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See detailFeeding ecology of harbour porpoises: stable isotope analysis of carbon and nitrogen in muscle and bone
Jansen, Okka; Geert, Aarts; Das, Krishna ULg et al

in Marine Biology Research (2012), 8(9), 829-841

Harbour porpoises are the most common small cetaceans in the North Sea and Dutch coastal waters. To study their trophic level and feeding location, stable carbon and nitrogen isotope ratios (d13C and d15N ... [more ▼]

Harbour porpoises are the most common small cetaceans in the North Sea and Dutch coastal waters. To study their trophic level and feeding location, stable carbon and nitrogen isotope ratios (d13C and d15N) were analysed in muscle and bone samples collected from 157 porpoises stranded along the Dutch coast (2006􏰄2008). In addition, samples from 30 prey species were analysed. Prey samples showed high d15N values in species of higher trophic level. In addition, geographic differences in isotopic composition were found, with higher d15N and d13C values in prey from more southern, coastal and estuarine areas. Based on muscle d15N values, we found neonatal enrichment and that larger porpoises, in particular males, seem to feed on lower trophic level species, compared to smaller individuals. Also bone d15N values show that larger animals had fed on lower trophic levels in distant times. Porpoises from the Eastern Scheldt reveal distinct d13C values in muscle, but not in bone. This shows that these animals had foraged in the Eastern Scheldt for a longer time period but were not born there. Seasonal variation in bone d15N and d13C values revealed two distinct groups of porpoises along the Dutch coast, a winter group (mainly males) that migrated from neighbouring regions and a Dutch subpopulation in summer. These results furthered our insight about shifts in trophic level and feeding location of harbour porpoises from the southern North Sea over time. [less ▲]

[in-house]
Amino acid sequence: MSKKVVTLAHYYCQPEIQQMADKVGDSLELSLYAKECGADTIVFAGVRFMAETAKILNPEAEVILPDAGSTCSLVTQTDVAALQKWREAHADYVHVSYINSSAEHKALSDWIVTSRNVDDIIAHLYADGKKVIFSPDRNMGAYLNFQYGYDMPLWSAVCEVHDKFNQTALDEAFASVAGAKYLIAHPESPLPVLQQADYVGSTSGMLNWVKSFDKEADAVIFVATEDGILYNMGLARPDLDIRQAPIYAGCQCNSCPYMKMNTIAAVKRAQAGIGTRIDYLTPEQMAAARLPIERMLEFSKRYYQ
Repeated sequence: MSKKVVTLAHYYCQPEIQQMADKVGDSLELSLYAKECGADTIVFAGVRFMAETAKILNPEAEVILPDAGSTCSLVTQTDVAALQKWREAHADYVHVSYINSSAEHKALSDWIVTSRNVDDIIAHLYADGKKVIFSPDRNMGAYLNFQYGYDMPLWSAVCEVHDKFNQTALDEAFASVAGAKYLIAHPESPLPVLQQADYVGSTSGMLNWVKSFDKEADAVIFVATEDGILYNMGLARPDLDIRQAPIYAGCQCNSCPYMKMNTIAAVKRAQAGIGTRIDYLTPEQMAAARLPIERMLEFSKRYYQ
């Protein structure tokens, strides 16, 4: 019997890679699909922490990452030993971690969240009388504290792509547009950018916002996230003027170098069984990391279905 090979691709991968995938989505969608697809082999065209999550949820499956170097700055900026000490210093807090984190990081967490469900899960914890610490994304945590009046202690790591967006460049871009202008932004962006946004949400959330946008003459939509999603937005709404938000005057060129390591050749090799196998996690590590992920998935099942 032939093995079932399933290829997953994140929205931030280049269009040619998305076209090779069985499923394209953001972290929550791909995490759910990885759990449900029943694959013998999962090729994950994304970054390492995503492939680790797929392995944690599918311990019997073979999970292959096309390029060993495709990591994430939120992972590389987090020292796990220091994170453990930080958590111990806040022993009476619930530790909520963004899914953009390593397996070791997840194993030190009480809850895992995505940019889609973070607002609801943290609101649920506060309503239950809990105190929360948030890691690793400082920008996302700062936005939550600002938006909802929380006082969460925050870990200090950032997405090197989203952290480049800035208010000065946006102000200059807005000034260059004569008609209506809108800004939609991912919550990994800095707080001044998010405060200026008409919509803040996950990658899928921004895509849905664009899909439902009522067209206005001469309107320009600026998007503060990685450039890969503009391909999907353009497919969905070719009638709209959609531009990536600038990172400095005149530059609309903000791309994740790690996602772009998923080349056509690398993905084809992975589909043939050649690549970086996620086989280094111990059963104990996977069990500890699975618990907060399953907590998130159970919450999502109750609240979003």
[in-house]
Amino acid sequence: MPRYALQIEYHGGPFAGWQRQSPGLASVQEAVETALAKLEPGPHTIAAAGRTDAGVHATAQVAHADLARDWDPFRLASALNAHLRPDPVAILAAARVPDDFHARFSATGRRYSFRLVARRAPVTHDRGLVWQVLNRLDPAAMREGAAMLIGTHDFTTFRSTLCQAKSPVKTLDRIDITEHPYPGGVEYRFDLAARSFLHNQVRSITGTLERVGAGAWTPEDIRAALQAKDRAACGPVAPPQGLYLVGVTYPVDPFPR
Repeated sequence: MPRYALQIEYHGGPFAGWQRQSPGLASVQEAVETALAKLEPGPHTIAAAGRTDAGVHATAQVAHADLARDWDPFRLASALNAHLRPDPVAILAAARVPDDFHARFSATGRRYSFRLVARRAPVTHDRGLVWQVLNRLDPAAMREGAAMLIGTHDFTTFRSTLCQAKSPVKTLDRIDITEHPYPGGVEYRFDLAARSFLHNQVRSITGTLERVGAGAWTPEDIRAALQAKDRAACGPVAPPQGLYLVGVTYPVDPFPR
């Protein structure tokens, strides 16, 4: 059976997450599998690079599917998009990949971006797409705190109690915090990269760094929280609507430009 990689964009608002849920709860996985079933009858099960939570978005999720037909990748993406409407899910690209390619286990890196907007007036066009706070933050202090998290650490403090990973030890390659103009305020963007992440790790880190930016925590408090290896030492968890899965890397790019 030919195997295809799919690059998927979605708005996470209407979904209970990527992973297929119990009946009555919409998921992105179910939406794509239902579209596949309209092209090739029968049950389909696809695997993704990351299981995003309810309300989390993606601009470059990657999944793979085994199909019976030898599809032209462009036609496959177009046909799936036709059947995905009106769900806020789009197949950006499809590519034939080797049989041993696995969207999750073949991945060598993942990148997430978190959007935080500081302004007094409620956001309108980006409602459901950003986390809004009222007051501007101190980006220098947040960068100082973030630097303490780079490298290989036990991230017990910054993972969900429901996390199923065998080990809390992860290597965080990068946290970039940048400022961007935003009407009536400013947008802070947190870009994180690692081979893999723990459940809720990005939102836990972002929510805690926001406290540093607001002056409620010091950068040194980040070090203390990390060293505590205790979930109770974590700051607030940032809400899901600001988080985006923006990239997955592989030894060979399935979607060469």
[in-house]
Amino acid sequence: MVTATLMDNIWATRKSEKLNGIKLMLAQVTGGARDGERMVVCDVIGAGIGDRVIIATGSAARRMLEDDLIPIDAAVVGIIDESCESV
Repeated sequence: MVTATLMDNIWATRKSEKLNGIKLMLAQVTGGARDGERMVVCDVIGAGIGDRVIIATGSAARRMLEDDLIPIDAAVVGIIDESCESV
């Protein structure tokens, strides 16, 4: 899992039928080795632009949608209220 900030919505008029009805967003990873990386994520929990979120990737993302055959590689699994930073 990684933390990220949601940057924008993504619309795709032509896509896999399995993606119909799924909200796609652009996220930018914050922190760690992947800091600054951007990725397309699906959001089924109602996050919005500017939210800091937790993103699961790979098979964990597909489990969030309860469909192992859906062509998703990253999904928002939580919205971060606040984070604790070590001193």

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See detailFood sources of two detritivore amphipods associated with the seagrass Posidonia oceanica leaf litter
Lepoint, Gilles ULg; Cox, Anne-Sophie; Dauby, Patrick ULg et al

in Marine Biology Research (2006), 2(5), 355-365

This study focused on the ingestion and assimilation of Posidonia oceanica (L.) Delile litter by Gammarella fucicola Leach and Gammarus aequicauda Martynov, two dominant detritivore amphipods of the P ... [more ▼]

This study focused on the ingestion and assimilation of Posidonia oceanica (L.) Delile litter by Gammarella fucicola Leach and Gammarus aequicauda Martynov, two dominant detritivore amphipods of the P. oceanica leaf litter. Scanning electron microscope observations indicated that leaf litter is highly colonized by diverse diatoms, bacteria and fungi, which may constitute a potential food source for the litter fauna. Gut content observations demonstrated that these species eat P. oceanica litter, and that this item is an important part of their ingested diet. Stable isotope analyses showed that the species do not experience the same gains from the ingested Posidonia. Gammarella fucicola displayed isotopic values, suggesting a major contribution of algal material (micro- and macro-epiphytes or drift macro-algae). On the other hand, the observed isotopic values of G. aequicauda indicated a more important contribution of P. oceanica carbon. The mixing model used agreed with this view, with a mean contribution of P. oceanica to approximately 50% (range 40-55%) of the assimilated biomass of G. aequicauda. This demonstrated that the two species, suspected to be detritus feeders, display in reality relatively different diets, showing that a certain degree of trophic diversity may exist among the detritivore community of the seagrass litter. [less ▲]

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